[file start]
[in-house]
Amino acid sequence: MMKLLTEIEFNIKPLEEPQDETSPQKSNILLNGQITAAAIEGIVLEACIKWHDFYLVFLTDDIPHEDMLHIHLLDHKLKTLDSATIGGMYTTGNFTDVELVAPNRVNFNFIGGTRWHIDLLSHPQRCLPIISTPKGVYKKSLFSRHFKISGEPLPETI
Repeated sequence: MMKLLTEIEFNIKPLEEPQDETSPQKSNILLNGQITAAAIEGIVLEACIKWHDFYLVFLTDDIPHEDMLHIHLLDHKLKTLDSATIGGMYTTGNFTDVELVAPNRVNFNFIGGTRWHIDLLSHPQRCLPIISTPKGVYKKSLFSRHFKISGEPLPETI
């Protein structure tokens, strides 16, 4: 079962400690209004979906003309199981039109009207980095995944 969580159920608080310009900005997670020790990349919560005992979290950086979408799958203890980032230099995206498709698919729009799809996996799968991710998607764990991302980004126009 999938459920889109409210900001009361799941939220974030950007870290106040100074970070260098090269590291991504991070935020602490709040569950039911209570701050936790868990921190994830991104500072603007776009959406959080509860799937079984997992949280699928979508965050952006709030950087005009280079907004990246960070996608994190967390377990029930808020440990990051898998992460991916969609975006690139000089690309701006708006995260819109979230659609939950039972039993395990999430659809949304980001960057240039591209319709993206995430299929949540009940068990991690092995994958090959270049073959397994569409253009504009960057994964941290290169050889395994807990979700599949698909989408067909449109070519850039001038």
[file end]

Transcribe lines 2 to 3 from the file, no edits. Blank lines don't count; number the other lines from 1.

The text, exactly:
Amino acid sequence: MMKLLTEIEFNIKPLEEPQDETSPQKSNILLNGQITAAAIEGIVLEACIKWHDFYLVFLTDDIPHEDMLHIHLLDHKLKTLDSATIGGMYTTGNFTDVELVAPNRVNFNFIGGTRWHIDLLSHPQRCLPIISTPKGVYKKSLFSRHFKISGEPLPETI
Repeated sequence: MMKLLTEIEFNIKPLEEPQDETSPQKSNILLNGQITAAAIEGIVLEACIKWHDFYLVFLTDDIPHEDMLHIHLLDHKLKTLDSATIGGMYTTGNFTDVELVAPNRVNFNFIGGTRWHIDLLSHPQRCLPIISTPKGVYKKSLFSRHFKISGEPLPETI